2803 Troy Road, Springfield Ohio
Having come from Florida to Ohio has been an un-anticipated difficult transition.
When I left Florida, I had presumed that I could just move any place in the country, place the solar panels and batteries, and resume the results I had become accostomed to (that the sun would shine every day).
Enter Ohio's less sun and less wind.
Not only was there a need for MORE solar panels to catch the ambient light of Ohio, but also more wire, more batteries, more connectors, and more cabling, more charge controllers, more labor, but along came more codes stipulations.
To compensate for the lack of sun and wind, there was also the revelation that the power bank is variable due to the extreme temperature changes from season to season!
*This new revelation that a battery in Florida is not the same as a battery in Ohio did not only include the inclement seasons of the Winter months; but as an overall "plus", I'd say there's less watering of the batteries in the North.
This year (2020) I will be experimenting with a test-battery left in a secure container with a minimum of insulation to find the limits on leaving a battery out in the Ohio cold.
It is not expected to be a positive result.
Whereas in Florida I could safely leave the battery banks outside, not-so with the unpredictable climates of Ohio.
Codes restrictions were a new obstacle I had never encountered before (and now we are learning through the tele-vision programming that a few States have passed a "SUN TAX", no joke).
Other new problems were popping up, like who knew snow would just completely cover the solar panels?4
And then just sit there!?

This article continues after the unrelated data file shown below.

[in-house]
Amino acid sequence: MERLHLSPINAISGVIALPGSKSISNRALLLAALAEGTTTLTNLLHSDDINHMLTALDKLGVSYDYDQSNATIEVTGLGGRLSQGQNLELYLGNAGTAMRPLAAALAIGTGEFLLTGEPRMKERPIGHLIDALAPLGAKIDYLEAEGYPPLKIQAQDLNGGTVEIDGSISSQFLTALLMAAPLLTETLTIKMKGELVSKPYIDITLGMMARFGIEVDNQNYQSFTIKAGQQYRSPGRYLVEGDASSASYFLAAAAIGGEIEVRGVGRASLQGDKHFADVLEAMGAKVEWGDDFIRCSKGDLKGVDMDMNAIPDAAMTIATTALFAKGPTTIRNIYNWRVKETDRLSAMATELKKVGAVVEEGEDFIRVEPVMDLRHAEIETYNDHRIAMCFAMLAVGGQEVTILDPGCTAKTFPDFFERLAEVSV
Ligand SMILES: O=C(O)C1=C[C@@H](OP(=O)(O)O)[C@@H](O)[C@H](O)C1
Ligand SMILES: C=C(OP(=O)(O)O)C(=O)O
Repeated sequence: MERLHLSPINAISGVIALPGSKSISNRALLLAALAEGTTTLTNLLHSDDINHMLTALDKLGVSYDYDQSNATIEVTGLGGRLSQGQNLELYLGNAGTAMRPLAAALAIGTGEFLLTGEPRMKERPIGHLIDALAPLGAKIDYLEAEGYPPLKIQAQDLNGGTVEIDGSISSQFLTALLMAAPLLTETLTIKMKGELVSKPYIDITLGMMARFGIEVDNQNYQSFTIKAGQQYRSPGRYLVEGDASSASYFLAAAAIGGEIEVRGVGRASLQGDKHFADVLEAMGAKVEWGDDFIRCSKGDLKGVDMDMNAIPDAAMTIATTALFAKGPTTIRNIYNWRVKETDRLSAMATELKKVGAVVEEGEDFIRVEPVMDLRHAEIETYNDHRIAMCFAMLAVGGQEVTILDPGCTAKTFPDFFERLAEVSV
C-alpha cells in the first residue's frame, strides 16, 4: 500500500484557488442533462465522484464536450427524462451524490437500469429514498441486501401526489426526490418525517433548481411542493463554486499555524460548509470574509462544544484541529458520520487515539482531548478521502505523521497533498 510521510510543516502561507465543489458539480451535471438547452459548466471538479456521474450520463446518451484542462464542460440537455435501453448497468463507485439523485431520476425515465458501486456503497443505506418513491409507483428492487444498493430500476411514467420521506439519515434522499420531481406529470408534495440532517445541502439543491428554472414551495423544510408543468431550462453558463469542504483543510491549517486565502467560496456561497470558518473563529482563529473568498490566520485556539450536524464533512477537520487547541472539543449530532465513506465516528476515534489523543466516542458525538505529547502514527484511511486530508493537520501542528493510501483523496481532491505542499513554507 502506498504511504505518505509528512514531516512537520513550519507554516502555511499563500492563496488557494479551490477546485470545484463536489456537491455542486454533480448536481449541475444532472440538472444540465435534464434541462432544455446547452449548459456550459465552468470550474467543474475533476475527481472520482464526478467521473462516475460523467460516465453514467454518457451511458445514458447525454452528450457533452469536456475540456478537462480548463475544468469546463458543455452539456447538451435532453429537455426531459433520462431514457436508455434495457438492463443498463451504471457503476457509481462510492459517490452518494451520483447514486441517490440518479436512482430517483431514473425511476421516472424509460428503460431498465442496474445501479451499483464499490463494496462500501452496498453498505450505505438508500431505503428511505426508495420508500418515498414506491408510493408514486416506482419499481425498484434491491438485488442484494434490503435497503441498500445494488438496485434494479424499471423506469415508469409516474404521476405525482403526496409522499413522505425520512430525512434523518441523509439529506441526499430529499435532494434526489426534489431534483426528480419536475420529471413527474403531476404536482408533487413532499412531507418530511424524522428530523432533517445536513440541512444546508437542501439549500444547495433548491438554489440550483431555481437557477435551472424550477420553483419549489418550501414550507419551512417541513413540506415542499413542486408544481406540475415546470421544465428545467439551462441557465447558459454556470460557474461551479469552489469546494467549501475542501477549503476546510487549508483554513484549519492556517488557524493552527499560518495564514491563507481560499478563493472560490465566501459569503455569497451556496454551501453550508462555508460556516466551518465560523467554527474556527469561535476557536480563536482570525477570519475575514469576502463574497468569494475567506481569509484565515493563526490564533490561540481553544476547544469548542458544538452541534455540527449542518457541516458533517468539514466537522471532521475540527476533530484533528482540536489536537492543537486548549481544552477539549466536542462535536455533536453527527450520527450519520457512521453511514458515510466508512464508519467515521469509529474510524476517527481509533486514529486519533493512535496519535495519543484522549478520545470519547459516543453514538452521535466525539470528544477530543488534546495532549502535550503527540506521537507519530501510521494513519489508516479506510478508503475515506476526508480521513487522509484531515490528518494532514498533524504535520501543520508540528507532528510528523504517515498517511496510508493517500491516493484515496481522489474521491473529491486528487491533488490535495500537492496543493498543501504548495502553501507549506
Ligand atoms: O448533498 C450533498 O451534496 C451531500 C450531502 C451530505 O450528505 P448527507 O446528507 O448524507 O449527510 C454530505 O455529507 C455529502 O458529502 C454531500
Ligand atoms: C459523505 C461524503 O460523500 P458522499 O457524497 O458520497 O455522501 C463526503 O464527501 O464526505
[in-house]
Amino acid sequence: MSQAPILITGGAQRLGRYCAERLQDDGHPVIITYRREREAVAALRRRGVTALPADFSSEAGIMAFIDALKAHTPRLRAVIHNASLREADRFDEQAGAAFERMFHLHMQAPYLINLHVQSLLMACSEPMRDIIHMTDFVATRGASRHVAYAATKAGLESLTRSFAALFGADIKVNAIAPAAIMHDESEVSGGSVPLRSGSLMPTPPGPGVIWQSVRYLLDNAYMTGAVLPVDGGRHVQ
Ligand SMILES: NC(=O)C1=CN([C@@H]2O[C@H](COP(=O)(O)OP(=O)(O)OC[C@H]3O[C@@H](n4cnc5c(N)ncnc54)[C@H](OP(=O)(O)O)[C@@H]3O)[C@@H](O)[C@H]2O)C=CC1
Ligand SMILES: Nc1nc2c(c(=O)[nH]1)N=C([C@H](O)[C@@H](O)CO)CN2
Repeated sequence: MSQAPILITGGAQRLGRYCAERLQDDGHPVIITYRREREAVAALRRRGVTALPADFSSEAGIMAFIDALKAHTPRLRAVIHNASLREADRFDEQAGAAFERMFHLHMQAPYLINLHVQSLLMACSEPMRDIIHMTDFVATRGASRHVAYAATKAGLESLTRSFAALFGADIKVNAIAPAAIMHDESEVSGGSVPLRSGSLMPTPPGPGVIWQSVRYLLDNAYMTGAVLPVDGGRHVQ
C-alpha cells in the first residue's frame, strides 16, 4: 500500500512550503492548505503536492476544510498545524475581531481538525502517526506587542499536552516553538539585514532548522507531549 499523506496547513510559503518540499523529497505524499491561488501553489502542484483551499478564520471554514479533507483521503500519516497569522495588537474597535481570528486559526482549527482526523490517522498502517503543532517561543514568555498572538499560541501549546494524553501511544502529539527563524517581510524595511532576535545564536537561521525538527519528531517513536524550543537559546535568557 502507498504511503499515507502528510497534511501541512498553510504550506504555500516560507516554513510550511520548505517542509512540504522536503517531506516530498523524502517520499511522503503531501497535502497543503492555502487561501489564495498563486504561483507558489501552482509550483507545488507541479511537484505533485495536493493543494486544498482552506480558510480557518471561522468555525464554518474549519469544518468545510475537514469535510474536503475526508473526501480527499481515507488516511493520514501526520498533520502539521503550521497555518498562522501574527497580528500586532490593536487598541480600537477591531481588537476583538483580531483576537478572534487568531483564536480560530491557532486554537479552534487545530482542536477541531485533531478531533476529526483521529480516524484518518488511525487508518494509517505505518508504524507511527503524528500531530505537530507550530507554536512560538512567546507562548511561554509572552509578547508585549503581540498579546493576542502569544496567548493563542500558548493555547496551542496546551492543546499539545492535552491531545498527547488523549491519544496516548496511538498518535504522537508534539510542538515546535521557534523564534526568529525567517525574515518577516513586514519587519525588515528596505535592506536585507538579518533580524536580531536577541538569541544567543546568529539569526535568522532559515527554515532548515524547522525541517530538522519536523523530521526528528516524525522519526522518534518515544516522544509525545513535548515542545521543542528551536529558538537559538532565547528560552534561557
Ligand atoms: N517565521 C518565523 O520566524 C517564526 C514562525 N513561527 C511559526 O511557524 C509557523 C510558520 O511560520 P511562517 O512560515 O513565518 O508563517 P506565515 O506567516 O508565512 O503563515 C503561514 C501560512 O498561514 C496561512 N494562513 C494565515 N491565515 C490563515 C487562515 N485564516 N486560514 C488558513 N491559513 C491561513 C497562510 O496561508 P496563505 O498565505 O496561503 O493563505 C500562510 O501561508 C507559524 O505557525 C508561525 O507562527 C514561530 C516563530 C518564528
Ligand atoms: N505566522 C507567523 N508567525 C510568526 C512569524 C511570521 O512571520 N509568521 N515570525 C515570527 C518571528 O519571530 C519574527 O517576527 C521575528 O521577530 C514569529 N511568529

Who knew that extreme cold would cause a lull in power supplied by the batteries? In other words, a battery in Ohio is not the same as a battery in Florida!
The effects of varying temperatures upon batteries, wire, solar panels, inverters, controllers, etc., probably should have been common knowledge to me. It wasn't.
Common knowledge would know that cold batteries are a problem to all vehicles, so why not an off-grid powerplant? Cold batteries will prevent an automobile from starting so naturally it would follow suit that energy fails due to extreme temperatures.
So in closing, give some thought to place your battery banks where the temperatures are somewhat controlled year-round. If you are located in Florida, perhaps under a shade tree, if in Ohio perhaps your bedroom!
For the past 2 to 5 Ohio winters, depending on whom you're relying on for information, I've been living within 3 feet of the battery banks here.
There are battery banks on 3 of the 4 walls of this 3-car garage, and comprised into Five battery banks in this building as of Mar. 22 2018.
Each bank of batteries possesses their own solar panels, loads, and charge controllers. Being in close proximately has allowed an increase in learning of batteries in general, and has allowed for some level of creative testing.
Although I still advocate that there be at least one 12v battery bank, powering 12v loads without the need for an inverter, the need for a larger voltage has proved to be equally important.
Since most items in any given home are 12v or within close proximity, it makes little sense to use an additional device (inverter) to step-up a 12v battery bank to 110v, only to step the voltage all the way back down to the very voltage you started with.
The 48v inverter allows me to perform functions I hadn't formerly the privilege to enjoy, such as doing laundry at night, which I could not do with a 12v Battery-bank.
In retrospect however, I am not sure how I ever survived without a 48v battery bank.
Side Note Concerning Choice of Batteries
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